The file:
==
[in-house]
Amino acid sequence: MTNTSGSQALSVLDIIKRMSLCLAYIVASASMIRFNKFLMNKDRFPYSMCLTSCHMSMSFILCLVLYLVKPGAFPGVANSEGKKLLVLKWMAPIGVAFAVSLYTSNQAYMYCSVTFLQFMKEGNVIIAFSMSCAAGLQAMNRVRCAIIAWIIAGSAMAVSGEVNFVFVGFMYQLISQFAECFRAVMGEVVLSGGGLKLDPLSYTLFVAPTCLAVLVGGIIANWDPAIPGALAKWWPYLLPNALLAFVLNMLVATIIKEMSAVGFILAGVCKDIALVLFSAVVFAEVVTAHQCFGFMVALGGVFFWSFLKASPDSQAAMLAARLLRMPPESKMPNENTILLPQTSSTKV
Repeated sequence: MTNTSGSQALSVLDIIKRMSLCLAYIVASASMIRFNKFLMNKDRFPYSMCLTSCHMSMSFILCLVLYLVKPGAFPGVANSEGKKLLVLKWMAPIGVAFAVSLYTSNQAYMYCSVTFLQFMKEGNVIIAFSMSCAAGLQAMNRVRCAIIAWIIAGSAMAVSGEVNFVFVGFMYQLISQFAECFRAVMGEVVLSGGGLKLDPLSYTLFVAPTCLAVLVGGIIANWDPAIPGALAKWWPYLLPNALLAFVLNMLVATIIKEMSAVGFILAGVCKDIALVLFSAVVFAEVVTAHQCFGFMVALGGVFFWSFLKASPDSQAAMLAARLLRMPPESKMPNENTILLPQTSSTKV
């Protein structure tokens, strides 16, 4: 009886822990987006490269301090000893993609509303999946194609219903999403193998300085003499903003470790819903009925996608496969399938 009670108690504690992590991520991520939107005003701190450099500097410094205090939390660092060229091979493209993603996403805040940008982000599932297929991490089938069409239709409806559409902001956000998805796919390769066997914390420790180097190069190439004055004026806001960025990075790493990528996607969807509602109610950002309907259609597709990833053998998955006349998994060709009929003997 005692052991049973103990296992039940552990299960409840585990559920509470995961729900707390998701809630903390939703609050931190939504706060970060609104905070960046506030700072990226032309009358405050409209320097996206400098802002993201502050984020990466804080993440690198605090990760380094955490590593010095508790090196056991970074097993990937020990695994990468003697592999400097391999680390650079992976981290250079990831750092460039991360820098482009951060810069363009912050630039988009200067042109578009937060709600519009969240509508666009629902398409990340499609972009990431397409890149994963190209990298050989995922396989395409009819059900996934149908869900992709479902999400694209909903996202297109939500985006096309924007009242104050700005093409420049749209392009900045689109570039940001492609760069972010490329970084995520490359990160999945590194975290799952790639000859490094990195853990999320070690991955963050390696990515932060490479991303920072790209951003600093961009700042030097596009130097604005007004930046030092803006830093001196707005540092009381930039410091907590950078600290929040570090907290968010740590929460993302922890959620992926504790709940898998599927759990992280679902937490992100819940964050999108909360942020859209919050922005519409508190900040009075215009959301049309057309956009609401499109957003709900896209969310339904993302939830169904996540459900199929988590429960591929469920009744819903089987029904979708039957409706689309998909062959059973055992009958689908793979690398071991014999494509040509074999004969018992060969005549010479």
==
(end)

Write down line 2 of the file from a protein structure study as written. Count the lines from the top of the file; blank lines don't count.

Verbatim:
Amino acid sequence: MTNTSGSQALSVLDIIKRMSLCLAYIVASASMIRFNKFLMNKDRFPYSMCLTSCHMSMSFILCLVLYLVKPGAFPGVANSEGKKLLVLKWMAPIGVAFAVSLYTSNQAYMYCSVTFLQFMKEGNVIIAFSMSCAAGLQAMNRVRCAIIAWIIAGSAMAVSGEVNFVFVGFMYQLISQFAECFRAVMGEVVLSGGGLKLDPLSYTLFVAPTCLAVLVGGIIANWDPAIPGALAKWWPYLLPNALLAFVLNMLVATIIKEMSAVGFILAGVCKDIALVLFSAVVFAEVVTAHQCFGFMVALGGVFFWSFLKASPDSQAAMLAARLLRMPPESKMPNENTILLPQTSSTKV